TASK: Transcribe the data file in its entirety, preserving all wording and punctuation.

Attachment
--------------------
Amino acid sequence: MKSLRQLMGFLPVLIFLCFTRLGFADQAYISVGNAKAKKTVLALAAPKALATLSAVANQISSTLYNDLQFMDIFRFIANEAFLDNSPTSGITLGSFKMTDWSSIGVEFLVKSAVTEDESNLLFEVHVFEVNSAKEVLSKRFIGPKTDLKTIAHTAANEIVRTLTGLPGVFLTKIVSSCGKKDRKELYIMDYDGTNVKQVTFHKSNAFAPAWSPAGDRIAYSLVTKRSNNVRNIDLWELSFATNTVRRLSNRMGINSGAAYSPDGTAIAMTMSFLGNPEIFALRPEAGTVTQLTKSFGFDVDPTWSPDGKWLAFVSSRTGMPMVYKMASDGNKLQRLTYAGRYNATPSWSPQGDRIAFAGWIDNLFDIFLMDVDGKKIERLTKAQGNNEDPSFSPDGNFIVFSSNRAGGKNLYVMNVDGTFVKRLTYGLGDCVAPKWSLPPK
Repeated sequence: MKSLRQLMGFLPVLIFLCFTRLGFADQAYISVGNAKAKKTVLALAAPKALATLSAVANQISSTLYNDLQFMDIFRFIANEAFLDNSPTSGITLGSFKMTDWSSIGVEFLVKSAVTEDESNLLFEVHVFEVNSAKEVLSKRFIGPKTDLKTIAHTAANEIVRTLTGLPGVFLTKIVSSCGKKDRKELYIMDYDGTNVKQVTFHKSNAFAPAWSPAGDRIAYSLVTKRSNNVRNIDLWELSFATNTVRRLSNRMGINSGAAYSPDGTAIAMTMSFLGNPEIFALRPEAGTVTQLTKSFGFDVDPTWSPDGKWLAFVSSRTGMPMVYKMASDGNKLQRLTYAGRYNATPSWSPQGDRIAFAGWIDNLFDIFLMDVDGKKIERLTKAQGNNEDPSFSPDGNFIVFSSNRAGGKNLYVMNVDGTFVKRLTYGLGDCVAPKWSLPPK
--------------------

Amino acid sequence: MKSLRQLMGFLPVLIFLCFTRLGFADQAYISVGNAKAKKTVLALAAPKALATLSAVANQISSTLYNDLQFMDIFRFIANEAFLDNSPTSGITLGSFKMTDWSSIGVEFLVKSAVTEDESNLLFEVHVFEVNSAKEVLSKRFIGPKTDLKTIAHTAANEIVRTLTGLPGVFLTKIVSSCGKKDRKELYIMDYDGTNVKQVTFHKSNAFAPAWSPAGDRIAYSLVTKRSNNVRNIDLWELSFATNTVRRLSNRMGINSGAAYSPDGTAIAMTMSFLGNPEIFALRPEAGTVTQLTKSFGFDVDPTWSPDGKWLAFVSSRTGMPMVYKMASDGNKLQRLTYAGRYNATPSWSPQGDRIAFAGWIDNLFDIFLMDVDGKKIERLTKAQGNNEDPSFSPDGNFIVFSSNRAGGKNLYVMNVDGTFVKRLTYGLGDCVAPKWSLPPK
Repeated sequence: MKSLRQLMGFLPVLIFLCFTRLGFADQAYISVGNAKAKKTVLALAAPKALATLSAVANQISSTLYNDLQFMDIFRFIANEAFLDNSPTSGITLGSFKMTDWSSIGVEFLVKSAVTEDESNLLFEVHVFEVNSAKEVLSKRFIGPKTDLKTIAHTAANEIVRTLTGLPGVFLTKIVSSCGKKDRKELYIMDYDGTNVKQVTFHKSNAFAPAWSPAGDRIAYSLVTKRSNNVRNIDLWELSFATNTVRRLSNRMGINSGAAYSPDGTAIAMTMSFLGNPEIFALRPEAGTVTQLTKSFGFDVDPTWSPDGKWLAFVSSRTGMPMVYKMASDGNKLQRLTYAGRYNATPSWSPQGDRIAFAGWIDNLFDIFLMDVDGKKIERLTKAQGNNEDPSFSPDGNFIVFSSNRAGGKNLYVMNVDGTFVKRLTYGLGDCVAPKWSLPPK